DENVER (KDVR) — The cause of Colorado’s most destructive wildfire was determined to be two separate fires that combined to make the Marshall Fire, Boulder County Sheriff Curtis Johnson said Thursday.

The first fire sparked around 11 a.m. at a residential property located at 5325 Eldorado Springs Drive, Johnson said. The residents had conducted a controlled burn of brush on Dec. 24, 2021, and buried the fire after it was done. Firefighters checked that fire on that day and determined it was extinguished properly.

Johnson said high winds on Dec. 30 blew up the buried embers which caught oxygen and re-sparked. It was determined that smoldering combustion can happen weeks and even months after being buried, Johnson said.

A second fire, 2,000 feet from the first fire, was most likely caused by discharged particles from an Xcel Energy power line, Johnson said. That fire sparked at the South Marshall Mesa Trailhead.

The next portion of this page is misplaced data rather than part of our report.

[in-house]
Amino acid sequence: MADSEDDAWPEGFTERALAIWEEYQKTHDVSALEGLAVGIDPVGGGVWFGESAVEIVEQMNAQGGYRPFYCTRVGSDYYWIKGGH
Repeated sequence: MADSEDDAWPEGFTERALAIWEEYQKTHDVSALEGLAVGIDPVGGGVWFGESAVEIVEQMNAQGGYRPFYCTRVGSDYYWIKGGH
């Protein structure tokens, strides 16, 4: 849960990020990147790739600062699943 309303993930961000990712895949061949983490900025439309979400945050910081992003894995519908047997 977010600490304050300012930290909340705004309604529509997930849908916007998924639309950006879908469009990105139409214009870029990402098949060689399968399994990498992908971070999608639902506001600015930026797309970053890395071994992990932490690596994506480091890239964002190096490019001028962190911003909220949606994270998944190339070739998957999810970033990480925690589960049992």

At some point, the two fires met to become one which resulted in the Marshall Fire, Johnson said. The exact location of their combination could not be determined.

At the conclusion of the investigation, the district attorney’s office decided there will be no charges filed for the cause of the fire. There is no evidence a crime was committed, District Attorney Michael Dougherty said in a press conference Thursday.

Marshall Fire investigation

Over the past 18 months, FOX31 has asked the sheriff’s office about three potential causes based on viewer videos, tips, discussion and rumors within the community. Those include a fire at the property owned by Twelve Tribesdowned Xcel Energy power lines, and the Marshall coal mine fires underground.

Those who were impacted by the fire anxiously awaited the announcement.

“It’s mixed feelings because it won’t change what happened, but maybe it’ll bring closure to understand what happened,” said Jessica Carson, whose home burned down in the Marshall Fire on Dec. 30, 2021.

Two people were killed in the blaze, and more than 1,084 residential buildings were destroyed as high winds caused the flames to spread through Louisville, Superior and unincorporated parts of Boulder County.

In all, losses from the fire are estimated to have cost more than $2 billion.